This crossword clue is for the definition: Turn over.
it’s A 9 letters crossword puzzle definition.
Next time, when searching for online help with your puzzle, try using the search term “Turn over crossword” or “Turn over crossword clue”. The possible answerss for Turn over are listed below.
Did you find what you needed?
We hope you did!.
Possible Answers: CEDE.
Last seen on: LA Times Crossword 5 Nov 2017, Sunday
Random information on the term “Turn over”:
In basketball, a turnover occurs when a team loses possession of the ball to the opposing team before a player takes a shot at his team’s basket. This can result from the ball being stolen, the player making mistakes such as stepping out of bounds, illegal screen, a double dribble, having a pass intercepted, throwing the ball out of bounds, three-second violation, five-second violation, or committing an error such as traveling, a shot clock violation, palming, a backcourt violation, or committing an offensive foul. A technical foul against a team that is in possession of the ball is a blatant example of a turnover, because the opponent is awarded a free throw in addition to possession of the ball.
Some players are prone to turnovers because of having poor court vision[clarify] or making mental mistakes[clarify]. Also, many superstars average more turnovers than anybody on their team as they will often be handling the ball. A point guard may often have the most turnovers because they are usually the player that possesses the ball most for their respective team.
Random information on the term “CEDE”:
Thorotrast is a suspension containing particles of the radioactive compound thorium dioxide, ThO2, that was used as a radiocontrast agent in medical radiography in the 1930s and 1940s. (Use in some countries, such as the U.S., continued into the 1950s.)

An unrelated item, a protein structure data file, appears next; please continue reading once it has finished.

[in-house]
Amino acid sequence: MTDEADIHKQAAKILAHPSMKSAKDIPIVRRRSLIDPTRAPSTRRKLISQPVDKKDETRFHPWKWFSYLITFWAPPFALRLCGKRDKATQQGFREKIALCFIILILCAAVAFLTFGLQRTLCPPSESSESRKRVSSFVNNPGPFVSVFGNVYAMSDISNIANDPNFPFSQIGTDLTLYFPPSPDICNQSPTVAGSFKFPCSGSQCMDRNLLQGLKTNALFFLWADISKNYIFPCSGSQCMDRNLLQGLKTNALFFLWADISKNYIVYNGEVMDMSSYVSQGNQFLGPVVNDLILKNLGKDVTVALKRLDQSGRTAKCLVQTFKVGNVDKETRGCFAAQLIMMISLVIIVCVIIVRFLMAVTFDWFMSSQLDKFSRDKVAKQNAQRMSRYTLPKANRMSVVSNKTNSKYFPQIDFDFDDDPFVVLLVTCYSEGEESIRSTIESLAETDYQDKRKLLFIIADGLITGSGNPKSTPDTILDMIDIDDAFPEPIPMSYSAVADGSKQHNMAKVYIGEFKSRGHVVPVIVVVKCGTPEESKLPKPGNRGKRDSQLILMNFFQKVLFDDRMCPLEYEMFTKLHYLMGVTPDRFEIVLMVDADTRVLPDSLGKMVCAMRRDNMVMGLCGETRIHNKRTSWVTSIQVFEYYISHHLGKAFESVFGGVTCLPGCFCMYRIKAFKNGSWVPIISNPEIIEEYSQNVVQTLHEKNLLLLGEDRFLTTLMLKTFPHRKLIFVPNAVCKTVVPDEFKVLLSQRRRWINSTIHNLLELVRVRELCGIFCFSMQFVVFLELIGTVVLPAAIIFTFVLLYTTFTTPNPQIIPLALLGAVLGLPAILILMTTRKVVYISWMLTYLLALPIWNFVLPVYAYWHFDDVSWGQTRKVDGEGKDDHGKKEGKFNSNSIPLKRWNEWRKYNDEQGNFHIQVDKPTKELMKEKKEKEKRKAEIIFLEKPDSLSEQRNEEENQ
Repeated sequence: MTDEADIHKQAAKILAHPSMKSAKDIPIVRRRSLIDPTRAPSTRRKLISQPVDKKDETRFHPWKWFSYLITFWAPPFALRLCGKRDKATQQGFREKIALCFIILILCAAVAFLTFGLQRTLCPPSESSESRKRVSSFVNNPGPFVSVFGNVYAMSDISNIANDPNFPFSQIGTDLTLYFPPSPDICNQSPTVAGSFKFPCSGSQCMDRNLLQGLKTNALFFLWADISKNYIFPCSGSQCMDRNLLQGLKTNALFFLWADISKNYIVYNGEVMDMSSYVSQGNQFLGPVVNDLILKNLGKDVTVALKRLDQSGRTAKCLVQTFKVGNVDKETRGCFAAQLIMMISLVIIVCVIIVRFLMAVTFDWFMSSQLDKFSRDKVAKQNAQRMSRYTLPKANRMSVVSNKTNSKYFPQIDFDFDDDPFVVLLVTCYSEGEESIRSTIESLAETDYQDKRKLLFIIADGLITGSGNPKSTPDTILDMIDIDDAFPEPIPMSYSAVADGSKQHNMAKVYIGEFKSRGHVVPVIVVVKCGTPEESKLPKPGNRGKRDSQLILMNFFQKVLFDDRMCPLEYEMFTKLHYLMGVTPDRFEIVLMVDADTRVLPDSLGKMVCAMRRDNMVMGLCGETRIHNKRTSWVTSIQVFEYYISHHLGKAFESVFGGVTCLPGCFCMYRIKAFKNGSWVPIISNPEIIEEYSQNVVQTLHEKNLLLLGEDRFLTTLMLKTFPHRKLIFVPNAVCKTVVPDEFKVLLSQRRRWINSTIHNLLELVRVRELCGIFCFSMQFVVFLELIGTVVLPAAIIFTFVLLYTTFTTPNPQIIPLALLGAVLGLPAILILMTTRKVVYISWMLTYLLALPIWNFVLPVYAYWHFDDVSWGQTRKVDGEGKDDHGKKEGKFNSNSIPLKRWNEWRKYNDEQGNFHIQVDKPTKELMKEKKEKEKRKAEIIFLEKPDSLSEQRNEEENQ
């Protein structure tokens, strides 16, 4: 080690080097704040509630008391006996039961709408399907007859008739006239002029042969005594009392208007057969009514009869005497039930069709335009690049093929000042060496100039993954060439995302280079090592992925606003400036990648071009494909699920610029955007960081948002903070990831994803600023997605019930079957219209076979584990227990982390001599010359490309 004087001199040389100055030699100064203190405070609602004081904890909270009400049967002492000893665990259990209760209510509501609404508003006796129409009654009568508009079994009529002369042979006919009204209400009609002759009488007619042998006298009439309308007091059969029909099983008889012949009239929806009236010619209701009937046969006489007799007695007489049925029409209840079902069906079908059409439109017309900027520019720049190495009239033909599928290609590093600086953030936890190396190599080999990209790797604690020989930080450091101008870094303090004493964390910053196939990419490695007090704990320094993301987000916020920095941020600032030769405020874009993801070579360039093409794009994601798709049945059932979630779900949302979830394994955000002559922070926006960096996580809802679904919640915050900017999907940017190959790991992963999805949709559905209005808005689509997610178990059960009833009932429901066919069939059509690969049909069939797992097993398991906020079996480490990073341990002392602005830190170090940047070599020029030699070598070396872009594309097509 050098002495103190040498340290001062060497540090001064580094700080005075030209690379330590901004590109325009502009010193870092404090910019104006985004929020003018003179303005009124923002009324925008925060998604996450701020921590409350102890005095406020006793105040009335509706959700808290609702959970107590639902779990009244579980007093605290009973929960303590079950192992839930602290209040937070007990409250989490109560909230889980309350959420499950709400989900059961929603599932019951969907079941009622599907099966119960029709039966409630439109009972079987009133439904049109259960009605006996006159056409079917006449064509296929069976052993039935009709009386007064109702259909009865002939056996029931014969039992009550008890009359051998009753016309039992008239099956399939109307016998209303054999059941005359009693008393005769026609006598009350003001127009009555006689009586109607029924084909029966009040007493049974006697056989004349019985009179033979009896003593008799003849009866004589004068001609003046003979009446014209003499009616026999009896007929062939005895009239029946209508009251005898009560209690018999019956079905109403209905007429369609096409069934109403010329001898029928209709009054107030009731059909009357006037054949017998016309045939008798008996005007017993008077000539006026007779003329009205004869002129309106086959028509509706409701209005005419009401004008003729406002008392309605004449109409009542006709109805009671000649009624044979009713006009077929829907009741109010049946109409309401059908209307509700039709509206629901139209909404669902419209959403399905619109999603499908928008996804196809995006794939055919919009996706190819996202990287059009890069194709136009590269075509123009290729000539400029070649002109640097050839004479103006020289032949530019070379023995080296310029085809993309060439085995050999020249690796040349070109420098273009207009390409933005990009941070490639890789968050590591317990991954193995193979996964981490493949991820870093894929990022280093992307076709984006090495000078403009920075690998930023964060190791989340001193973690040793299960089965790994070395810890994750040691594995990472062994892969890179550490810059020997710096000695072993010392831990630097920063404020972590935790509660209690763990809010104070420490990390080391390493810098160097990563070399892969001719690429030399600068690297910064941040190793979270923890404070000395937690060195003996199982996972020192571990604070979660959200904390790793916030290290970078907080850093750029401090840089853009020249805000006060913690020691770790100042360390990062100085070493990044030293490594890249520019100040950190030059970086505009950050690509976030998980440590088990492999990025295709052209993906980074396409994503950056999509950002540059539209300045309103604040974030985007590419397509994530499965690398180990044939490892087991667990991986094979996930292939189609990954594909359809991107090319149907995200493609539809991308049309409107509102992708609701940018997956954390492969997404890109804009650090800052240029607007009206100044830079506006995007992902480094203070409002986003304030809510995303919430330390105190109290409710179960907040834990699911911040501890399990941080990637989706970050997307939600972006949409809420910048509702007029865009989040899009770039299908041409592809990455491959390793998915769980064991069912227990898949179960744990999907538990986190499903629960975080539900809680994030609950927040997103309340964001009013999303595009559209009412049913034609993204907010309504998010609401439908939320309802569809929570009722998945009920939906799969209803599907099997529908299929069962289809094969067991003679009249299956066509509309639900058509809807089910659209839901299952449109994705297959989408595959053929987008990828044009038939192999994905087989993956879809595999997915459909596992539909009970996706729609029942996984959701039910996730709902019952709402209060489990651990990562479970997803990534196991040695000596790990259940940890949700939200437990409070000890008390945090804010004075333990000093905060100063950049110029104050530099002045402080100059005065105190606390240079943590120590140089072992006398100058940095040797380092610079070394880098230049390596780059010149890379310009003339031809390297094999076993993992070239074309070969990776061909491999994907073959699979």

Thorium compounds produce excellent images because of thorium’s high opacity to X-rays (it has a high cross section for absorption). Unfortunately, thorium is retained in the body, and it is radioactive, emitting harmful alpha radiation as it decays. Because the suspension offered high image quality and had virtually no immediate side-effects compared to the alternatives available at the time, Thorotrast became widely used after its introduction in 1931. (António Egas Moniz contributed to its development.) About 2 to 10 million patients worldwide have been treated with Thorotrast. However, today it has shown an increase risk in certain cancers such as cholangiocarcinomas and angiosarcomas of the liver.
Even at the time of introduction, there was concern about the safety of Thorotrast. Following injection, the drug is distributed to the liver, spleen, lymph nodes, and bone, where it is absorbed. After this initial absorption, redistribution takes place at a very slow pace. Specifically, the biological half-life is estimated to be 22 years. This means that the organs of patients who have been given Thorotrast will be exposed to internal alpha radiation for the rest of their lives. The significance of this long-term exposure was not fully understood at the time of Thorotrast’s introduction in 1931.